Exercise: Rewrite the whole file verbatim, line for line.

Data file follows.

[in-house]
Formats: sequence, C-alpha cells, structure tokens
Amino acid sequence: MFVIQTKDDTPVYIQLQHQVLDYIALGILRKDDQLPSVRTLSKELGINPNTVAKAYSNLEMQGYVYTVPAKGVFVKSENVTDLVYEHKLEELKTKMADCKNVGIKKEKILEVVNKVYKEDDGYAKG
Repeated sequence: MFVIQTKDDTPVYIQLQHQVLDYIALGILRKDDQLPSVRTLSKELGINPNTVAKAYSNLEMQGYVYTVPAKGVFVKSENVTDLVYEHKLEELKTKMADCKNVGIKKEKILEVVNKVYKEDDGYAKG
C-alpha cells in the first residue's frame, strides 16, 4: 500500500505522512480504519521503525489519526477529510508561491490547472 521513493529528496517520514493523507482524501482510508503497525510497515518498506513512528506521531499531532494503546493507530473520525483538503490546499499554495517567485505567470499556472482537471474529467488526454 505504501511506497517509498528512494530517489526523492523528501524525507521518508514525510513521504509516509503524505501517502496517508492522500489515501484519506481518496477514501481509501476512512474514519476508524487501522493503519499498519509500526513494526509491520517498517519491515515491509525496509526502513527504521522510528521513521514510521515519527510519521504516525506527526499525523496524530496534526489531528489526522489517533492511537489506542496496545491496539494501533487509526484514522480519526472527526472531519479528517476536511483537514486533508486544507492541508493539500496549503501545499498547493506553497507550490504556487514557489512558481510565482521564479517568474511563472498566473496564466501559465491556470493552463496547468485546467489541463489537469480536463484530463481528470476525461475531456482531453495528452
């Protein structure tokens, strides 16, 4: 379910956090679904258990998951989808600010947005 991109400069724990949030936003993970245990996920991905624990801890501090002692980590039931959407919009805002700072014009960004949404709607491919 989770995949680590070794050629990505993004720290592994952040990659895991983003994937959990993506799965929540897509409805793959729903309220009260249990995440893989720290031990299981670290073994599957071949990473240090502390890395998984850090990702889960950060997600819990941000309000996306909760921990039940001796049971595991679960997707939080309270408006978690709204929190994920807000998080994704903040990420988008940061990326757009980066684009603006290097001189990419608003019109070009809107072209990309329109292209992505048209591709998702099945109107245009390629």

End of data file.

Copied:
[in-house]
Formats: sequence, C-alpha cells, structure tokens
Amino acid sequence: MFVIQTKDDTPVYIQLQHQVLDYIALGILRKDDQLPSVRTLSKELGINPNTVAKAYSNLEMQGYVYTVPAKGVFVKSENVTDLVYEHKLEELKTKMADCKNVGIKKEKILEVVNKVYKEDDGYAKG
Repeated sequence: MFVIQTKDDTPVYIQLQHQVLDYIALGILRKDDQLPSVRTLSKELGINPNTVAKAYSNLEMQGYVYTVPAKGVFVKSENVTDLVYEHKLEELKTKMADCKNVGIKKEKILEVVNKVYKEDDGYAKG
C-alpha cells in the first residue's frame, strides 16, 4: 500500500505522512480504519521503525489519526477529510508561491490547472 521513493529528496517520514493523507482524501482510508503497525510497515518498506513512528506521531499531532494503546493507530473520525483538503490546499499554495517567485505567470499556472482537471474529467488526454 505504501511506497517509498528512494530517489526523492523528501524525507521518508514525510513521504509516509503524505501517502496517508492522500489515501484519506481518496477514501481509501476512512474514519476508524487501522493503519499498519509500526513494526509491520517498517519491515515491509525496509526502513527504521522510528521513521514510521515519527510519521504516525506527526499525523496524530496534526489531528489526522489517533492511537489506542496496545491496539494501533487509526484514522480519526472527526472531519479528517476536511483537514486533508486544507492541508493539500496549503501545499498547493506553497507550490504556487514557489512558481510565482521564479517568474511563472498566473496564466501559465491556470493552463496547468485546467489541463489537469480536463484530463481528470476525461475531456482531453495528452
């Protein structure tokens, strides 16, 4: 379910956090679904258990998951989808600010947005 991109400069724990949030936003993970245990996920991905624990801890501090002692980590039931959407919009805002700072014009960004949404709607491919 989770995949680590070794050629990505993004720290592994952040990659895991983003994937959990993506799965929540897509409805793959729903309220009260249990995440893989720290031990299981670290073994599957071949990473240090502390890395998984850090990702889960950060997600819990941000309000996306909760921990039940001796049971595991679960997707939080309270408006978690709204929190994920807000998080994704903040990420988008940061990326757009980066684009603006290097001189990419608003019109070009809107072209990309329109292209992505048209591709998702099945109107245009390629």